Rt Hon Sir Anand Satyanand presented insignia to seven further recipients of Royal Honours this afternoon at Government House Auckland. Dr Bruce Clarkson received the insignia of an Officer of the New Zealand Order of Merit, for his outstanding academic career in the field of ecological restoration – while Mr George Flavell received the Queen's Service Medal, for services to Māori culture and heritage preservation, through his work to ensure the appropriate management of cultural sites and taonga. Warmest congratulations to all of today's recipients.
You can find more images from this afternoon's ceremony here.
During this morning's investiture ceremony at Government House Auckland, recipients were acknowledged for their achievements and service across a range of disciplines and causes – from hospitality and education, to literature and equestrian. Among those who received their insignia was Ms Michèle A'Court, one of the country's most highly-acclaimed comedians, who has long been blazing a trail for women in the entertainment industry. Mr Michael Barnett was also acknowledged for his significant contributions to New Zealand's business community, including through helping disadvantaged youth gain employment.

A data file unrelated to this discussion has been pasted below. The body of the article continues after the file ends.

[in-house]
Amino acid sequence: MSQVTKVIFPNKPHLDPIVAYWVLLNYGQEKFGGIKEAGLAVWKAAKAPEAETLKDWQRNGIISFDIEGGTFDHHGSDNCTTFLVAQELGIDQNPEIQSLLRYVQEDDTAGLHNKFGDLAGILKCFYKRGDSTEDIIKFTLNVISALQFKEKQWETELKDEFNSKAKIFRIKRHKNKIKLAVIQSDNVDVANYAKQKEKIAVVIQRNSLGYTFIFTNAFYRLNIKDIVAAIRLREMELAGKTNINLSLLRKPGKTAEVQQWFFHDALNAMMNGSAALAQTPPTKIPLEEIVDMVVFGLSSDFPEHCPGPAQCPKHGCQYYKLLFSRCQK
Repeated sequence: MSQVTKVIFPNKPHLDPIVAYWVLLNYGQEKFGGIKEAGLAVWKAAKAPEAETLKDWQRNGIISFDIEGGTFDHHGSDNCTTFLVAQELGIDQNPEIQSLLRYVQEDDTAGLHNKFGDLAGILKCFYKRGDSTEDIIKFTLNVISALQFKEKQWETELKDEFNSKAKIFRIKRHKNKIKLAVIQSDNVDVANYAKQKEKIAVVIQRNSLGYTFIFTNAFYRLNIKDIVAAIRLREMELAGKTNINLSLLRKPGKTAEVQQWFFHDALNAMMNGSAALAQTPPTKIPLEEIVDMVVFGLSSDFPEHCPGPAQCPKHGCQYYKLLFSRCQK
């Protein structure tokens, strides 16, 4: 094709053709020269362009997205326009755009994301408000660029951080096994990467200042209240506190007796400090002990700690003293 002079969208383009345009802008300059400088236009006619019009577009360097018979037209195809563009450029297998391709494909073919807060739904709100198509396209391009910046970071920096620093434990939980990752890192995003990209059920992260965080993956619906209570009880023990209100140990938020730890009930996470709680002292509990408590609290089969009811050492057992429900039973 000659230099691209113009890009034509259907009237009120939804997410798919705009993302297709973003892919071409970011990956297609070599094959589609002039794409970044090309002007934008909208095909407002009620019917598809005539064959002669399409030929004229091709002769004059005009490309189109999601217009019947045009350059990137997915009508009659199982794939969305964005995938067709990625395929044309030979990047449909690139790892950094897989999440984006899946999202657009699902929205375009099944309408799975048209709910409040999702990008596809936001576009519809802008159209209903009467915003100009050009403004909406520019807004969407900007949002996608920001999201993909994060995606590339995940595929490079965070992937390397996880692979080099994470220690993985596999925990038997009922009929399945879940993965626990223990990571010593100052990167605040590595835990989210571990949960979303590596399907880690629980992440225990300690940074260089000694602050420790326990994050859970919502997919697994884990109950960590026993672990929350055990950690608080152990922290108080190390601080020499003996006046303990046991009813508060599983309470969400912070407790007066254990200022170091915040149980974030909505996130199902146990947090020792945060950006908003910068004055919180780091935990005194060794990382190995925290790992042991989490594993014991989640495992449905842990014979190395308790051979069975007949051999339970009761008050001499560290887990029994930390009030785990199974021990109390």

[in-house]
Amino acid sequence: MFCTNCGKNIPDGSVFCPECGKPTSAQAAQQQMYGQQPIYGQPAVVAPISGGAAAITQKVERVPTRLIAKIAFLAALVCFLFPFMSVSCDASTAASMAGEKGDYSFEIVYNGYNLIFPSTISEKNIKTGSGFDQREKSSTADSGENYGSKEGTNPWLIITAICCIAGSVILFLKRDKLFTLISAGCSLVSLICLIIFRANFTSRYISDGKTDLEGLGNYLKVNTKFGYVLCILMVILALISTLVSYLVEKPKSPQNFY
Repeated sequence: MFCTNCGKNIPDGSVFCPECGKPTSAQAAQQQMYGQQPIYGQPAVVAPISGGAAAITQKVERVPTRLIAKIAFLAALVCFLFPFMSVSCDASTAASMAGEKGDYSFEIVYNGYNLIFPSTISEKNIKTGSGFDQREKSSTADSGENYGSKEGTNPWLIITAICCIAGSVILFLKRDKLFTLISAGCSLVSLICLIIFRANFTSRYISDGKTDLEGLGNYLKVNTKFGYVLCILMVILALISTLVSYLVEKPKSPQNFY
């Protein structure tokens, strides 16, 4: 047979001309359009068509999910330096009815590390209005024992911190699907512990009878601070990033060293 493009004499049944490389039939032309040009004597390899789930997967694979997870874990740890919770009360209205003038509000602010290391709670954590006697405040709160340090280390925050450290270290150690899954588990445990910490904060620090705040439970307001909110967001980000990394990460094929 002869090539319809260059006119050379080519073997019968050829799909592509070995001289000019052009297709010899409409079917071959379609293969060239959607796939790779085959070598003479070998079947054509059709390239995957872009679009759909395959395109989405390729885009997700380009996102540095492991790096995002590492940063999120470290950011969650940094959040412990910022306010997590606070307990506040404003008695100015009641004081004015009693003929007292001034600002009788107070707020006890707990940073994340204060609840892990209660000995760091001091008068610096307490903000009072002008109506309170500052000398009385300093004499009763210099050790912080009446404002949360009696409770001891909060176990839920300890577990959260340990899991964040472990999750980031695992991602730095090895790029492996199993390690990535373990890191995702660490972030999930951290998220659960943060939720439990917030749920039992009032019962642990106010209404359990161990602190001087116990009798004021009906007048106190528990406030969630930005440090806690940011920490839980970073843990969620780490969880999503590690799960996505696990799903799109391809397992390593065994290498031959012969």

Investiture ceremonies continued this afternoon at Government House Auckland, hosted by Rt Hon Sir Anand Satyanand. Emeritus Professor David Simmons received the insignia of a Companion of the New Zealand Order of Merit, for his pioneering work on sustainable tourism across both tertiary institutions and government – while Ms Betty-Anne Monga received the insignia of a Member of the New Zealand Order of Merit, for services to music, including as part of the legendary poly-funk group, Ardijah. Many congratulations to all of today's recipients.
You can find more images from this afternoon's ceremony here.